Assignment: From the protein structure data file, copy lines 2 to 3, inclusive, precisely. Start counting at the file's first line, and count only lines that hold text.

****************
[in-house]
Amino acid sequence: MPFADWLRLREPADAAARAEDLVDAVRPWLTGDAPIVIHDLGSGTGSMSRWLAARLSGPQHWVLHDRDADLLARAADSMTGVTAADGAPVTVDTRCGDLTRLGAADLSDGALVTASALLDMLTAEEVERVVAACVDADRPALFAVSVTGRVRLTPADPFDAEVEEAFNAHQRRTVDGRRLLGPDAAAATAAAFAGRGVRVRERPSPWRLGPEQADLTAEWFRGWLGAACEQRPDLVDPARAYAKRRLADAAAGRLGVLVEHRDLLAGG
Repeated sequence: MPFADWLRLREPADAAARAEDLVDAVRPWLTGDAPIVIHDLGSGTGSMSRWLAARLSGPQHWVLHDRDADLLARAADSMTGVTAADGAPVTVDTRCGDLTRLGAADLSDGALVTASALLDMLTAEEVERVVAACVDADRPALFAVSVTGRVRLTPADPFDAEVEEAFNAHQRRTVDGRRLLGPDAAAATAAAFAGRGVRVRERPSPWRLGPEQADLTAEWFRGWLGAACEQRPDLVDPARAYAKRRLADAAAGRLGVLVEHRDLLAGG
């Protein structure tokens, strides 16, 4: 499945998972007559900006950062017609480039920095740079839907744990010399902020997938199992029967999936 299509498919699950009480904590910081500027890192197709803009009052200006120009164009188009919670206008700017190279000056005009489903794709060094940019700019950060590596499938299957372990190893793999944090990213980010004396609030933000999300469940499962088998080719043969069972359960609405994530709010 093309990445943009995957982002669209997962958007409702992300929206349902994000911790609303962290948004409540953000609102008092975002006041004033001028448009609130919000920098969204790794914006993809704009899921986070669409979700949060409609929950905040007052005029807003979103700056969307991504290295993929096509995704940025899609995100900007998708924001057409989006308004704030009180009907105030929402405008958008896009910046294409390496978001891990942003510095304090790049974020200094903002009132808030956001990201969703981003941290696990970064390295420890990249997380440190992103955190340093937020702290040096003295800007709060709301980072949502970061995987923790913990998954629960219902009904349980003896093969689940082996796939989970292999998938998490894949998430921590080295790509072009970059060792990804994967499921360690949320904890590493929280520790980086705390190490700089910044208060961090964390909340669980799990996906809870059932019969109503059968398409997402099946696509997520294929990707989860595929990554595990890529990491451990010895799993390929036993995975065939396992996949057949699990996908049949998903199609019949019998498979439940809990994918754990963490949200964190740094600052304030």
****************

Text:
Amino acid sequence: MPFADWLRLREPADAAARAEDLVDAVRPWLTGDAPIVIHDLGSGTGSMSRWLAARLSGPQHWVLHDRDADLLARAADSMTGVTAADGAPVTVDTRCGDLTRLGAADLSDGALVTASALLDMLTAEEVERVVAACVDADRPALFAVSVTGRVRLTPADPFDAEVEEAFNAHQRRTVDGRRLLGPDAAAATAAAFAGRGVRVRERPSPWRLGPEQADLTAEWFRGWLGAACEQRPDLVDPARAYAKRRLADAAAGRLGVLVEHRDLLAGG
Repeated sequence: MPFADWLRLREPADAAARAEDLVDAVRPWLTGDAPIVIHDLGSGTGSMSRWLAARLSGPQHWVLHDRDADLLARAADSMTGVTAADGAPVTVDTRCGDLTRLGAADLSDGALVTASALLDMLTAEEVERVVAACVDADRPALFAVSVTGRVRLTPADPFDAEVEEAFNAHQRRTVDGRRLLGPDAAAATAAAFAGRGVRVRERPSPWRLGPEQADLTAEWFRGWLGAACEQRPDLVDPARAYAKRRLADAAAGRLGVLVEHRDLLAGG